The US Federal Trade Commission (FTC) serves as the primary caretaker of the GLBA provisions. As the FTC explains, the GLBA applies to "all businesses, regardless of size, that is ‘significantly engaged’ in providing financial products or services." This broad approach means that some companies, not traditionally considered to be financial institutions, are also targeted. For example, these could include:

  • Payday lenders

  • Non-bank lenders

  • Check-cashing businesses

  • Mortgage brokers

  • Personal property or real estate appraisers

  • Professional tax preparers

  • Courier services,

  • Retailers that issue branded credit cards

Additionally, the GLBA also applies to entities like credit reporting agencies and ATM operators if they receive customer information from other financial institutions. GLBA compliance is mandatory whether or not a company actually discloses customer NPI. Strong policies must be in place to ensure the protection of such sensitive information from any foreseeable threats, be it from a security or a data integrity standpoint.

There is clearly ample room for debate or disagreement and case-by-case assessment analysis to determine whether the particular activities of a company constitute "significant engagement."

When assessing your GLBA compliance responsibilities it is paramount to engage both internal legal counsel and external expert assistance. To find out more about the GLBA Privacy Rule, stay alert for the next part of our article series on GLBA Compliance.

GLBA Privacy Rule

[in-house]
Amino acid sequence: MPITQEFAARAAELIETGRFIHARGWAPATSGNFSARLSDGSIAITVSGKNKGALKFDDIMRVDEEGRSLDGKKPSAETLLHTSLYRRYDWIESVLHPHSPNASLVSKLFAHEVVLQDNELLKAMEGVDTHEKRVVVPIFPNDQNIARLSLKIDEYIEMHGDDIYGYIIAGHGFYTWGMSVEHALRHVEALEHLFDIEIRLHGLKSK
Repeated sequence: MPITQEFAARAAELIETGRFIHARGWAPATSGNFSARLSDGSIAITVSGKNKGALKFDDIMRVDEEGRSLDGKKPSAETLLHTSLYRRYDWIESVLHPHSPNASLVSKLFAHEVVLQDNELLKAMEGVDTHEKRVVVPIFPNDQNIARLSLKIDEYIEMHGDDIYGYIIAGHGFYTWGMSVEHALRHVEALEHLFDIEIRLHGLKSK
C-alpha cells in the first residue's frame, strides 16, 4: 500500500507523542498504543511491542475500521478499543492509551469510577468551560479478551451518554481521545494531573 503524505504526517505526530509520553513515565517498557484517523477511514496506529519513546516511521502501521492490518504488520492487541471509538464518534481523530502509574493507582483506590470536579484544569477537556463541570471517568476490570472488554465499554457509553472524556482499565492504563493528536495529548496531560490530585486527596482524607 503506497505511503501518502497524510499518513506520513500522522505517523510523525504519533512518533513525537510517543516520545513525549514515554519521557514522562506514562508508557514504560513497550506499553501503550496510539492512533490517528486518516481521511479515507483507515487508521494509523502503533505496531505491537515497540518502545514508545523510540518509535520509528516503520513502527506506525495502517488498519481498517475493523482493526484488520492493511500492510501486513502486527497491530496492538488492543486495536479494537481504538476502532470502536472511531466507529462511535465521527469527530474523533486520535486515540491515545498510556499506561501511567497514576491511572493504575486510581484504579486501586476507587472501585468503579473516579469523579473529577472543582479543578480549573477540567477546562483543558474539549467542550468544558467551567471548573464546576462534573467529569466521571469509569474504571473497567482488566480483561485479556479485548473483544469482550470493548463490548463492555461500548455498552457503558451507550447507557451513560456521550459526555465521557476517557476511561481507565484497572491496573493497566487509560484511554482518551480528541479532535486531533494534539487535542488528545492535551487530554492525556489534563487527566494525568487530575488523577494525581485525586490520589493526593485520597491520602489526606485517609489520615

The GLBA Privacy Rule stipulates that, for a company to be considered a GLBA financial institution, it must be "significantly engaged" in financial activities. All circumstances and facts of your corporate operations connected to financial activities must be taken into account to determine whether "significant engagement" is taking place. 

FTC ‘Significantly Engaged’ Standard

This standard, created by the FTC, intends to exclude some auxiliary activities that the GLBA Privacy Rule could otherwise cover.

Two factors stand out as distinctly necessary to define "significant engagement" in financial activity, according to the FTC.

  • First, it needs to be established if there is a formal arrangement. For example, a retail company offering its consumers credit via the issuance of its own credit card would fall under the GLBA Privacy Rule; Conversely, a store owner who, for example,” runs a tab” for customers would not be considered to be significantly engaging in financial activities.

  • Second, it must be determined how often the business engages in financial activities. For instance, if a company regularly transfers money from and to its consumers, it would be covered by the GLBA Privacy Rule; Conversely, a retailer that allows some consumers to make payments via an occasional layaway plan would not be significantly engaged.

Consumers vs. Customers

If your company is a financial institution, your responsibilities are directly tied to whether your clients are "consumers" or "customers."

Per the FTC's explanation, a consumer "is someone who obtains or has obtained a financial product or service from a financial institution that is to be used primarily for personal, family, or household purposes, or that person's legal representative."